After that as well as a tour of some of the more charismatic insects in the collection (yes, there are walking stick insects as long as your arm) lead us to then see some of the creatures at work - to the bird collection where dermestid (flesh eating) beetles were busy cleaning a variety of different skeletons, including a primate skull (!)
As you can see from the photos, it these tiny beetles live in a odorous environment to say the least...
Corrie then talked about the work her and others do in the Pritzker Molecular Biology labs, including sequencing the DNA of the ants from far and wide: Madagascar, Australia, and perhaps most exotic of all - Florida.
It was an excellent visit. We didn't get to see all 14 million specimens, but we made a dent with a least a few hundred - no doubt the best ones.
There was a good line on 30 Rock last night about Liz Lemon's relationship with her boss, Jack Donaghy. A great example of mutualism!
It's a symbiotic relationship. I'm a mighty great white shark, Lemon, and you are a remora, clinging to me with your suction cup head. I give you a free ride and in exchange you, uh... eat my parasites.
This is a recently published article about how bees use advanced math to determine the shortest path from food source to food source. I posted it because it reminded me of what we learned about how ants use trigonmetry to find their way back to their nest. Interesting!
The Midwest's finest news source, The Onion, can always be relied upon for the latest entomological buzz, including this article on the worry cockroaches are feeling over the emergent bedbug problem throughout the US.
The article reports cockroach King Leopold stating:
"We must not allow this ignoble parasite to usurp our rightful place as the most feared and reviled pest in all the land," continued Leopold, raising four of his six legs to the sky and shaking his scepter. "Scurry forth, my countrymen, and let our unmatched ability to repel be known!"
I have doubts on the taxonomic identity of the "maggot" shown in the interview section here - suspect it is a beetle larvae for some reason pretending to be Dipteran youth?
Yes, this is pretty much almost a second pair of huge eyes on the top of this mayfly's head, called "turbinate eyes." Given they live for only 24 hours, can you think of why natural selection may have favored the evolution of this trait?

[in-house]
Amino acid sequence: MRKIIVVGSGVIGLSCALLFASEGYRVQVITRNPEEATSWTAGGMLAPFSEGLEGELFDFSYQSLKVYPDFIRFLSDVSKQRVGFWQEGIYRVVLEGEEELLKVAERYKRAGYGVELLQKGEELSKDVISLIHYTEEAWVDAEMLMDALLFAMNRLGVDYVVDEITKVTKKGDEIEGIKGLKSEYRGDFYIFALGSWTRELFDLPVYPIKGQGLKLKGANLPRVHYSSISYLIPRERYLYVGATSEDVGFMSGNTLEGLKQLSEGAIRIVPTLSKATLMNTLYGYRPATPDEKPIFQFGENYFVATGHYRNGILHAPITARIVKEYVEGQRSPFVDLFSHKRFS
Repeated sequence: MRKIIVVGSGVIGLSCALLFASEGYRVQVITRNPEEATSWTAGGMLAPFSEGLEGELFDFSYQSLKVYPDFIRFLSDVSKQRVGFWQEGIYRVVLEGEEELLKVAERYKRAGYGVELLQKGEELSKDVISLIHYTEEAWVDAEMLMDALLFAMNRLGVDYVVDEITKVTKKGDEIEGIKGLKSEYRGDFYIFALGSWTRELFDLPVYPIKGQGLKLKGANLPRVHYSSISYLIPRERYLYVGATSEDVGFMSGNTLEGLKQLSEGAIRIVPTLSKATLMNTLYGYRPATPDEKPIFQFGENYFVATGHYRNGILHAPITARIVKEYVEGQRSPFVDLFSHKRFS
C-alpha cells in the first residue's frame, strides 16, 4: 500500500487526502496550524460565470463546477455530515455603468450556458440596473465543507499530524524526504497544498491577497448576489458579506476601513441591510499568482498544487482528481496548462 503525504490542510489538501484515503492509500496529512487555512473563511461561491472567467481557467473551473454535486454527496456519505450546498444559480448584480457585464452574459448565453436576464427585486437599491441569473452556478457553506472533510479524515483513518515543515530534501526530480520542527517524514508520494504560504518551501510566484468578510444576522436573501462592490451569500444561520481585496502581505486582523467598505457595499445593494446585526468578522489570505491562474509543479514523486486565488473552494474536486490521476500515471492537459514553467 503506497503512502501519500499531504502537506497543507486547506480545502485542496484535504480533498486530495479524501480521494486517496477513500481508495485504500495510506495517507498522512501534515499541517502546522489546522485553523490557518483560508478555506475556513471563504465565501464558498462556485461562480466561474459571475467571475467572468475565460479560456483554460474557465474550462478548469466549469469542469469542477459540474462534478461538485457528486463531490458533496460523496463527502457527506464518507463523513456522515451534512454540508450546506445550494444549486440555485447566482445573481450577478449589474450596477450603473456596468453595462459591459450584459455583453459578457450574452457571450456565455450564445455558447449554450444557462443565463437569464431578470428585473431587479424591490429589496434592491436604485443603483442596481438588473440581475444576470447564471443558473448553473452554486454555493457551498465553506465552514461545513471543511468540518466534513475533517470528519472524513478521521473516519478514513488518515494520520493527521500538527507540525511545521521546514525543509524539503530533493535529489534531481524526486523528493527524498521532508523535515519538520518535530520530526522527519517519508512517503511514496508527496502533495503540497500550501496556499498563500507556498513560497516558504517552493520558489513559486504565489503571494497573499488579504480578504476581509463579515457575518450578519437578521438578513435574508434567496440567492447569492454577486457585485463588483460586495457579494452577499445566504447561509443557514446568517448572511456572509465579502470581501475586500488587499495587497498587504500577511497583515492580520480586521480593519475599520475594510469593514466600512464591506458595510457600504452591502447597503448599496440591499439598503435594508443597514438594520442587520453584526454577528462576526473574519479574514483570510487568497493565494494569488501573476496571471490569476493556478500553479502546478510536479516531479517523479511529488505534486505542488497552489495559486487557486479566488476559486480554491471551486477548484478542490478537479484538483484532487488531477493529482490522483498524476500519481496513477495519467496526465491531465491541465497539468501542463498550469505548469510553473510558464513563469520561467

taken by Laurie Knight, Tonbridge, Kent, UK, Turbinate eyes of male mayfly (10x)
Check out another nice photo of this other-worldly morphology here.
Well This year's Nikon's Small World Photomicrography Competition had many stunning images submitted this year with a whole host of fantastical winners, including quite a few from - you guessed it - the insect world. Check out some of them below:
The Grand prize Winner! Seems like Nikon judges favor a certain aesthetic formalism?
Vanderbilt University, Department of Biological Sciences
Nashville, Tennessee, USA
Anopheles gambiae (mosquito) heart (100x)
Charles Krebs Photography
Issaquah, Washington, USA
Ichneumon wasp compound eye and antenna base (40x)
La Spezia, SP, Italy
Wasp nest (10x)
Dr. Tomas Cabello
Universidad of Almería
Roquetas de Mar, Spain
Apterous Aphis fabae (black bean aphid) female with offspring inside the body (40x)
To see many of the other stunning winners, browse the gallery!
I debated whether or not to post this. Perhaps it's a bit risque. But I figured, since we've been learning about sexual behavior and patterns of insects, and since one of our new orders this week was Phthiraptera, I might as well go for it.
There is a website called CrabRevenge.com and it offers just that. You can order a vial of lice for the purpose of getting revenge on your ex by setting them loose on their bedsheets or underwear drawers. Although, really, you could get revenge on anyone this way. Those little guys don't discriminate.
I just found it entertaining to compare the sexual behavior of insects, which is completely driven by procreation, and that of our own species, often driven by...let's go with, pride.
i am most fascinated with hymenopteras. mainly because of ants. i think ants are crazy. you dont mess with ants or they will mess you up by the tens of thousands. they build cities underground that we have no clue about, and they take on anything they can eat. im also terrified of hymenopteras. bees, wasps, and hornets. i havent been stung many times in my life, but the times i have were very unpleasant.